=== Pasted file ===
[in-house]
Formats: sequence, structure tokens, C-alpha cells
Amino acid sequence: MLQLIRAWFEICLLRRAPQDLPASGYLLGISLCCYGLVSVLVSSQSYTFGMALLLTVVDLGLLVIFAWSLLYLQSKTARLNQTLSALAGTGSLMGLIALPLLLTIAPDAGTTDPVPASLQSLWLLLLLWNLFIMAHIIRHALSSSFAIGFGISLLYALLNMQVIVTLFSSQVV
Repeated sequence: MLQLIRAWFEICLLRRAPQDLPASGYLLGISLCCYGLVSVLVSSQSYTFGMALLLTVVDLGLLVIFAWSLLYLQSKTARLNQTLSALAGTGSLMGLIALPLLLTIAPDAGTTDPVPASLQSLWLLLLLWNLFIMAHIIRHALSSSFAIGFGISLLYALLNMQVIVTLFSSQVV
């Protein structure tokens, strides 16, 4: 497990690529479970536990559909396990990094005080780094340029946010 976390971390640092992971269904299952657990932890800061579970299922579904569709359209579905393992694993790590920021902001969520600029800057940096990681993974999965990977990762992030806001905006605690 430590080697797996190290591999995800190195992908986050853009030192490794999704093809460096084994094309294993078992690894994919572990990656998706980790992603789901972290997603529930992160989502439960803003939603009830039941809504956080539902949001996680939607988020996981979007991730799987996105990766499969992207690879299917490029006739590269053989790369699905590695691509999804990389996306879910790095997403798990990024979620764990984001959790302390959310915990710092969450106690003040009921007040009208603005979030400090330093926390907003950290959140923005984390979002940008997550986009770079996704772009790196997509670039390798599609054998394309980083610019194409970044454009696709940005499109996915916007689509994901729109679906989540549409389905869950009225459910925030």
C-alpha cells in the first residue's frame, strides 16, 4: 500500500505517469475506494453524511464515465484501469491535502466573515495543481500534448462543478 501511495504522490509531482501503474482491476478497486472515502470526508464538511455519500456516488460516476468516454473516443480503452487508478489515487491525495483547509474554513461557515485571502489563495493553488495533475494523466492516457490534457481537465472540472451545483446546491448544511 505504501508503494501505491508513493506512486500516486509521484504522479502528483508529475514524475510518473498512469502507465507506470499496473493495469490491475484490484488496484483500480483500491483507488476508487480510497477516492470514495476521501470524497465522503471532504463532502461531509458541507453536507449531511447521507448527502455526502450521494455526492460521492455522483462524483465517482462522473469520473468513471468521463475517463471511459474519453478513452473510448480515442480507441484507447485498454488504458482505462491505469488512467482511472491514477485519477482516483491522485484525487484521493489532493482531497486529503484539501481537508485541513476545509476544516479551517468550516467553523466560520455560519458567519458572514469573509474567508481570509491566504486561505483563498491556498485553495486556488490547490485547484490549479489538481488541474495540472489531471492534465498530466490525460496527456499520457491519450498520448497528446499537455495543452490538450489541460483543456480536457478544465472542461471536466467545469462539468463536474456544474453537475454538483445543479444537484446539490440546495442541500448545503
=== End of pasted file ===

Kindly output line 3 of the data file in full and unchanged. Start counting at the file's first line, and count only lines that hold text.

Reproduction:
Amino acid sequence: MLQLIRAWFEICLLRRAPQDLPASGYLLGISLCCYGLVSVLVSSQSYTFGMALLLTVVDLGLLVIFAWSLLYLQSKTARLNQTLSALAGTGSLMGLIALPLLLTIAPDAGTTDPVPASLQSLWLLLLLWNLFIMAHIIRHALSSSFAIGFGISLLYALLNMQVIVTLFSSQVV